A graphical representation of a downburstWind Shear

Wind shear is the meteorologist’s way of describing a rapid change in either wind speed or wind direction over a short period of time or distance. Wind shear can describe the changes either horizontally (along the Earth’s surface) or vertically.

Downbursts / Microbursts / Macrobursts

A "downburst" is a strong downdraft which causes damaging winds on or near the ground.

The term "microburst" describes the size of the downburst. A comparison of a microburst and the larger macroburst shows that both can cause extreme wind.


  • Damaging winds extending 2.5 miles or less
  • Lasts 5 to 15 minutes
  • Can cause damaging winds as high as 168 miles per hour


  • Damaging winds extending more than 2.5 miles
  • Lasting 5 to 30 minutes
  • Damaging winds causing widespread, tornado-like damage that could be as high as 134 miles per hour

A graphical representation of wind speeds during a downburstDownburst Life Cycle

Cold air begins to descend from the middle and upper levels of a thunderstorm (falling at speeds of less than 20 miles an hour)

As the colder air strikes the Earth’s surface, it begins to "roll" much like water as a boat moves through it. As the colder air "rolls" out, it is compressed causing winds to increase dramatically - at times even stronger than tornado winds!

A graphical representation of the difference between a microburst and a tornadoDownbursts vs. Tornadoes

The key difference is in two words: in vs. out

  • In: All wind flows into a tornado. Debris is often laying at angles due to the curving of the inflow wind.
  • Out: All wind flows out from a downburst. Debris is often laying in straight lines (hence the term "straight-line winds") parallel to the outward wind flow.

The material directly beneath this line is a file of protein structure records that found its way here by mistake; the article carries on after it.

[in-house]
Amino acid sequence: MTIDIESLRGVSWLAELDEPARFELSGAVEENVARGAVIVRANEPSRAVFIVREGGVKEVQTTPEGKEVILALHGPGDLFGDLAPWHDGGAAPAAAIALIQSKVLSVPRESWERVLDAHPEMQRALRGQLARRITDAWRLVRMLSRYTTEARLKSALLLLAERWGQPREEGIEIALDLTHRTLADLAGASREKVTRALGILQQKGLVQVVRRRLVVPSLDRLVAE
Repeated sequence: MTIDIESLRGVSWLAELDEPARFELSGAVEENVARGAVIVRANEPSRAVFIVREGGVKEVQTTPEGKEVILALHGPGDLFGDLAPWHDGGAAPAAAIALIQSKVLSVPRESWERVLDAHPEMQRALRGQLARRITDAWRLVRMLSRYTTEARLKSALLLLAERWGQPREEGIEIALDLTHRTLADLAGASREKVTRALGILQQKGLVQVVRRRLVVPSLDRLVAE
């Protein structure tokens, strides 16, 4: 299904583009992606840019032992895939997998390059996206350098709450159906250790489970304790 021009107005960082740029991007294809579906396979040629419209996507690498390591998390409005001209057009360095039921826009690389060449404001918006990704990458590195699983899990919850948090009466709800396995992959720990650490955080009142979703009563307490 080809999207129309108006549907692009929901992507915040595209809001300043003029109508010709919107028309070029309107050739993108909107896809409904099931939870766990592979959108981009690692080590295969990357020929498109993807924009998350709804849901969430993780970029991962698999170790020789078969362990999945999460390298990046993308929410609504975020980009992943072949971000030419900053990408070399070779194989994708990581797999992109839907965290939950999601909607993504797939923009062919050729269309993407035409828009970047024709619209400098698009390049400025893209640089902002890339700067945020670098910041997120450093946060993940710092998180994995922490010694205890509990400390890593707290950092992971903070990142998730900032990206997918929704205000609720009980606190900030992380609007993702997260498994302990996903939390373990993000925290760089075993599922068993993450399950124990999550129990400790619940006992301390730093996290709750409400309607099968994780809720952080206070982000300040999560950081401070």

Downbursts are much more frequent than tornadoes - in fact, for every 1 tornado, there are approximately 10 downburst damage reports!

Type of Wind EventAverage Occurrences per Year in the U.S.

A series of photographs showing a microburst picking up dust and dirtVisual Clues

This series of photographs shows a microburst picking up dust and dirt - making the "roll" very easy to identify

Unfortunately, you can’t look at a thunderstorm and "see" if it’s going to be severe. Doppler radar is able to "look" inside the thunderstorms and "see" the movement of air - giving the meteorologist indications of microbursts and allowing them to issue warnings.

Downbursts & Airplanes

During Take-Offs

  1. The pilot experiences a headwind and increased aircraft performance
  2. A short period of decreased headwind
  3. A downdraft meets the plane
A graphical representation of a microburst affecting a plane takeoff
A graphica representation of how downbursts affect airplanes

During Landings

  1. The airplane begins the descent flying into a strong headwind
  2. A downdraft meets the plane
  3. A strong tailwind meets the plane
  4. An extreme situation just prior to impact/landing

Microburst Wind Speed GraphDowndbursts in History

In August 1983, the strongest microburst recorded at an airport was observed at Andrews Air Force Base in Washington DC. The winds speeds may have exceeded 150 miles per hour in this microburst.

The peak gust was recorded at 2:11 pm, 7 minutes after Air Force One, with the President on board, landed on the same runway as the microburst was recorded!

Why Downbursts are Often Mistaken for Tornadoes

  • Both can have very damaging winds

    • Tornado winds range from 40 to over 300 miles per hour.

    • Downburst winds can exceed 165 miles per hour

  • A loud, roaring sound

    • Wind speeds of 75+ miles per hour will often sound very loud - leading some to believe they heard a tornado when in fact they only heard a straight-line wind.

  • Trees were "twisted" off - so it must have been a tornado

    • This is one of the most common mistakes. The fact that trees were "twisted" off doesn’t necessarily mean a tornado has gone through. If you could draw a line straight down a tree, you’d see that the tree isn’t exactly alike from one side to the other. Differences in limbs and leaves may cause the tree to have more wind resistance on one side than the other. The tree begins to "twist" (much like a stop sign "twists" in strong winds). If wind speeds are high enough the tree will begin to tear apart in a twisting motion - even though the winds are relatively straight!

The best way to determine if the damage was caused by a tornado or a downburst is to fly over the area and look down on the damage path.

Watches & Warnings

  • Severe Thunderstorm Watches are issued when conditions are favorable for severe storms (wind gusts of 58 miles per hour or more or 3/4 inch diameter hail or larger).
  • Severe Thunderstorm Warnings are issued when wind gusts of 58 MPH or greater are imminent (or large hail).
  • Aviation Advisories are issued for low-level wind shear for pilots.